Thursday, May 27, 1999 Published at 13:22 GMT 14:22 UK
Is Dolly old before her time?
How old is Dolly?
The possibility that the sheep may die early has been raised after a study of her genetics by some of the same scientists who created the clone in 1996.
They report in the journal Nature that the structures are slightly shorter than would be expected in a sheep of her age born normally.
"All we're saying is that yes, as we and others expected, this animal started off with shorter telomeres," Dr Alan Coleman, research director at PPL Therapeutics told the BBC.
"In fact, if sheep like Dolly and other mammals made by this [cloning] technique are continually shown to be perfectly healthy and not age prematurely, that would just prove that the whole link between the telomeres and ageing is an unreliable one and not worth worrying about."
Telomeres are nubs of protein and nucleic acid that cap the ends of chromosomes, the structures in cells that bundle up all the DNA.
The telomeres are produced during embryonic development but start to crumble away as cells mature and divide. When the erosion is complete, so the theory goes, the cell commits suicide.
Dolly's shortened telomeres would seem to stem from two factors:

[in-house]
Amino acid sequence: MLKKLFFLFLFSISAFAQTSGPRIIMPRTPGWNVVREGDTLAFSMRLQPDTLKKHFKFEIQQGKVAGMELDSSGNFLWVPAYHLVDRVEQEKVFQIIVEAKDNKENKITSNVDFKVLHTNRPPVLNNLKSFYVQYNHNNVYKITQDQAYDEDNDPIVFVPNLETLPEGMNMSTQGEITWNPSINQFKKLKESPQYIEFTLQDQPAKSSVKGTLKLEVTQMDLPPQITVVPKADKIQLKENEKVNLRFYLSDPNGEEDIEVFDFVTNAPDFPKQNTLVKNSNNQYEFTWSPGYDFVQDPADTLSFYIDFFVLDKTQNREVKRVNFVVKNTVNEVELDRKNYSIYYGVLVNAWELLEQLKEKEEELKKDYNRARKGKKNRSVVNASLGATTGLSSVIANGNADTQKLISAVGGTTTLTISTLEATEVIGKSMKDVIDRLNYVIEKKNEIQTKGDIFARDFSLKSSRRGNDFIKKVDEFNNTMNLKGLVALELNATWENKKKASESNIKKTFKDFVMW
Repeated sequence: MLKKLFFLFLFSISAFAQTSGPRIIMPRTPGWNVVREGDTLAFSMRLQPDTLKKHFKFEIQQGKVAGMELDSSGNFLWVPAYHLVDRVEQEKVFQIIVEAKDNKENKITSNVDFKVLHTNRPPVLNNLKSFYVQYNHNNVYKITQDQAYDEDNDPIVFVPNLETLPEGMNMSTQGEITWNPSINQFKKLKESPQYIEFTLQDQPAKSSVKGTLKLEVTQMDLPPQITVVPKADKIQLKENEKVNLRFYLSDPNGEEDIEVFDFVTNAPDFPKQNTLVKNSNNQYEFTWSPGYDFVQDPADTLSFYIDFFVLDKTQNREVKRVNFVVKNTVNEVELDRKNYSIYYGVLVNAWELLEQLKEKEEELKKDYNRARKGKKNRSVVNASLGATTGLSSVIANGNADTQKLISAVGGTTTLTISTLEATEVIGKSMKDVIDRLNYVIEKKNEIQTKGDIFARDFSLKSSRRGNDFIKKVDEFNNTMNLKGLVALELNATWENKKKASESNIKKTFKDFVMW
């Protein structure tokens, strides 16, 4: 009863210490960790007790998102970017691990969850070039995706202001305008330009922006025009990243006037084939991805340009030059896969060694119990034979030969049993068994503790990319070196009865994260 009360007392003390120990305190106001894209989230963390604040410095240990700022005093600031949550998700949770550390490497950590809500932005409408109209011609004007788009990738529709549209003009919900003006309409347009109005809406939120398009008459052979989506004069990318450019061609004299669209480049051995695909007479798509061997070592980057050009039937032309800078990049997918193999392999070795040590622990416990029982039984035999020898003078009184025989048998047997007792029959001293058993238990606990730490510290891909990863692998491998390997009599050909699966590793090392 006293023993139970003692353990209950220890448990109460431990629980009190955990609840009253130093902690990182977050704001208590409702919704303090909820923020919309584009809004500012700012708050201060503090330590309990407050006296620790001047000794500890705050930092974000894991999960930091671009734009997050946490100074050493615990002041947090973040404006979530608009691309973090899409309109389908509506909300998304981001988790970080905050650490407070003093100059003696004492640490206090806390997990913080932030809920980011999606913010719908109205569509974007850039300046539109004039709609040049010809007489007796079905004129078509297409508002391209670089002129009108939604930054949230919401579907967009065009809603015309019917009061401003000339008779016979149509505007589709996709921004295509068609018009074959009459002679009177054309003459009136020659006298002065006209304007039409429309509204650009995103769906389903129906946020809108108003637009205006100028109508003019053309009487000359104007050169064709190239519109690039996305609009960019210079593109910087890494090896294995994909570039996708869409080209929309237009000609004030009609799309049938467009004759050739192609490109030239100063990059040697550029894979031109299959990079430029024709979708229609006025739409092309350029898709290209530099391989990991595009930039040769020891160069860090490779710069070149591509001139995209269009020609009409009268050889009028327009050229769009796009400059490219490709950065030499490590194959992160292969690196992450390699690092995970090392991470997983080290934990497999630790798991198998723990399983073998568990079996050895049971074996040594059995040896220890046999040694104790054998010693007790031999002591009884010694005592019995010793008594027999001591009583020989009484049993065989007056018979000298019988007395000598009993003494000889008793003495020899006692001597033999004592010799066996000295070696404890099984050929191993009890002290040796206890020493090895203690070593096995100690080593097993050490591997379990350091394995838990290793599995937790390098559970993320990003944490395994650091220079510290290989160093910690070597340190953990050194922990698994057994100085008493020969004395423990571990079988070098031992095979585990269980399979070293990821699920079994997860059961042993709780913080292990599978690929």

Dr Coleman says the research will need to be followed up on many more cloned animals. But from what they know already, he says he would not recommend cloning clones because this would only amplify any problems that might exist.
Scientists believe they can ally cloning and stem cells to create perfect-match transplant tissue.
They envisage, for example, leukaemia victims being able to provide their own bone marrow transplants.
"Undoubtedly they would go down dramatically," says Dr Alan Coleman. "If you put these cells back into a human, you would be asking yourself how long they would last. How would they behave if they have been having all this erosion taking place at the end of their chromosomes?"
He believes one thing is certain - Dolly and all the other clones now being created around the world will tell us a lot more about the lifecycle of cells and the ageing process.